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Let She-Hulk Just Be Fun

If there is one defining trait for She-Hulk, the latest venture into the streaming world by the MCU, it is that the show is fun. Everything about it wants the audience to have a good time. The characters are light and entertaining, the plot grounds itself in relatively low stakes, and the main concern so far is that you have a good time watching it. I don’t need to think too hard, or analyze every scene, or worry about the larger implications about the entire MCU. I can just enjoy a half-hour of entertaining television.

And damn if this isn’t exactly what I wanted. After three episodes, I find myself looking forward to the next week of She-Hulk in a way I haven’t eagerly awaited an MCU streaming show since Loki. I really hope it stays this way, because this is such a breath of fresh air.

She-Hulk in her office

Now, don’t take this opening rant as me suggesting that She-Hulk is shallow and lacks character. If anything, it is character that allows the show to exist in this less cataclysmic, street-level side of the MCU and be so fun to watch. There is a sense of identity and purpose to the show that, while not overly ambitious or complex, makes clear that its creators know exactly what they wanted to do with it.

Jen Walters perfectly exemplifies this. Obviously everything revolves around her and this is very much to She-Hulk’s benefit. Tatiana Maslany is predictably excellent and that alone would make this worth watching, but Jen as a character is well-defined and gives her everything Maslany needs to work with. I find her character to be genuinely compelling as she struggles to reconcile her law career with being a Hulk. Her arc is laid out immediately; Jennifer Walters wants to leave She-Hulk behind and return her life to normal, but that will never happen, and she has to come to terms with that.

There was so much ridiculous backlash to the premiere episode’s monologue where Jen mentions being able to control her anger better than Bruce since being a woman has meant spending her entire life learning to control it. Those criticizing the scene seemed to take this as Jen claiming she was somehow better at being a Hulk or an implication that men don’t ever have to control their emotions, but this scene had a simple goal (besides the VERY REAL TRUTH that women have to worry about controlling their emotions more than men). This scene existed to establish what the internal struggle between Jen and her Hulk side will be.

Jen does not want to be a Hulk and is trying to wait out the “fad” of people caring about her before returning to normal. She seems to view She-Hulk as a different person, the same way Bruce once viewed his Hulk side as a different person. Jen doesn’t want to be famous for a superhero persona, she wants to be famous for her effectiveness as a lawyer. She-Hulk is a cheat that brings her fame that has nothing to do with how good she is at her job.

These episodes have done a great job of using this premise for character work while still letting it be fun. Jen’s Hulk persona is the introduction into the wackiness of everyday superhero life, while Jen’s non-Hulk side provides that dose of grounded character work as she deals with this newfound life.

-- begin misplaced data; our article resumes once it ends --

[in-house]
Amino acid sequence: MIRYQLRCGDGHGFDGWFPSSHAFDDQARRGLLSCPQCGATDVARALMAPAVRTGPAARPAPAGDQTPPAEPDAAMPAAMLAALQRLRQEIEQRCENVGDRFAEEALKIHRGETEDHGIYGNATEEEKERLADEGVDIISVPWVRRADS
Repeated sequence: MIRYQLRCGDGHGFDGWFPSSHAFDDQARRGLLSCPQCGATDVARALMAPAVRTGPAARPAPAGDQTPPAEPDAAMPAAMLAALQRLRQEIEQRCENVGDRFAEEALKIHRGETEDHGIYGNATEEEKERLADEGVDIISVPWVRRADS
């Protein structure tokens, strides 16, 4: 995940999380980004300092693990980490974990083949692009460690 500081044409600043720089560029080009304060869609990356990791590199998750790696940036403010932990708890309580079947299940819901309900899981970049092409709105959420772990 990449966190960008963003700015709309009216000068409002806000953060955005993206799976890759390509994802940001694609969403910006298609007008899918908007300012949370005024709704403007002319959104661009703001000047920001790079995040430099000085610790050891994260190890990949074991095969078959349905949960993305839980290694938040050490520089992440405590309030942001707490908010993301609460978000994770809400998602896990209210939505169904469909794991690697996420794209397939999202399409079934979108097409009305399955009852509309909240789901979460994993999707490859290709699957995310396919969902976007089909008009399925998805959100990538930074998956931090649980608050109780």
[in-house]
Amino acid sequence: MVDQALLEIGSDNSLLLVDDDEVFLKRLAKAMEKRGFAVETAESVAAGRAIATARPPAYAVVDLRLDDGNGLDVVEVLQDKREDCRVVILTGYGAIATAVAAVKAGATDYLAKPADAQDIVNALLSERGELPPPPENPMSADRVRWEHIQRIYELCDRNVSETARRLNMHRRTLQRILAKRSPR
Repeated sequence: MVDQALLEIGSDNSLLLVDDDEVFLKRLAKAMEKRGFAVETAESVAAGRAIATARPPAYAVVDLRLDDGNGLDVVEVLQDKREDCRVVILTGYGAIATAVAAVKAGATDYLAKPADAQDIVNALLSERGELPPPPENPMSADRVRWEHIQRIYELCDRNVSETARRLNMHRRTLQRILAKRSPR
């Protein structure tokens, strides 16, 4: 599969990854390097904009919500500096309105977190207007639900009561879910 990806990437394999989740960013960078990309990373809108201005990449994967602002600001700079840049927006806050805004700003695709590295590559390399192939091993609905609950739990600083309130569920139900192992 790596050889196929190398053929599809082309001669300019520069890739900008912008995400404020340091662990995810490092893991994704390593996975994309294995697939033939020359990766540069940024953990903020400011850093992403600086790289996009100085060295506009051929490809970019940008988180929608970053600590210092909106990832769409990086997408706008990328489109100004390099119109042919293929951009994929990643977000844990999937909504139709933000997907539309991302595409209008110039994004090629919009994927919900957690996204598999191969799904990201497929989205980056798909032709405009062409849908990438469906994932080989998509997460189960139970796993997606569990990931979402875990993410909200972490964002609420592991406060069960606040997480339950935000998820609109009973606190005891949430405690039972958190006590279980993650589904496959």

I know it’s not the deepest story in the world, but why does it have to be? Why can’t we just like a Wong cameo where we see a ridiculous resume and he runs from a prison after admitting to federal crimes? Why can’t we just enjoy the absurdity of some chauvinistic lawyer who was catfished by a shapeshifting light elf? Or watch Jen deal with a law office that demands she be in She-Hulk mode while working? Is it really not fun to see She-Hulk predict every single sexist piece thing people said on social media and drag them for it?

The best thing the MCU can do is lean into the unique vibe of each character without worrying about weaving everything into a larger, more serious, world-changing plot. I expect She-Hulk to eventually do something that affects the larger universe, but I am almost dreading that moment. Just give me the Jennifer Walters Case of the Week show and I will be happy.

And if in the meantime we get interesting stories exploring the rehabilitation and legal rights of supervillains, the parallels between Hulk and Abomination, and such, well, even better.

If I have a major complaint, it’s that She-Hulk has not put enough emphasis on the legal side of the show. My hopes were for something in line with a Jen Walters version of Better Call Saul, except more like the comedy that show was originally conceived to be. I want to see more of the absurdity of this massive green woman arguing court cases. I want to see her navigate the legal world, balancing the benefits of being a Hulk with the frustrations that she is not being recognized for her actual legal skill. Scenes like Tatiana busting into the courtroom, Jen transforming to stop her, and then wanting to continue her closing argument, are the moments that most interest me.

Really, though, I just want She-Hulk to lean as hard into the absurdity and fun of this show as it can, and I hope the audience can enjoy it for what it is.

Images Courtesy of Marvel Studios

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  • Bo relaxes after long days of staring at computers by staring at computers some more, and feels slightly guilty over his love for Villanelle.

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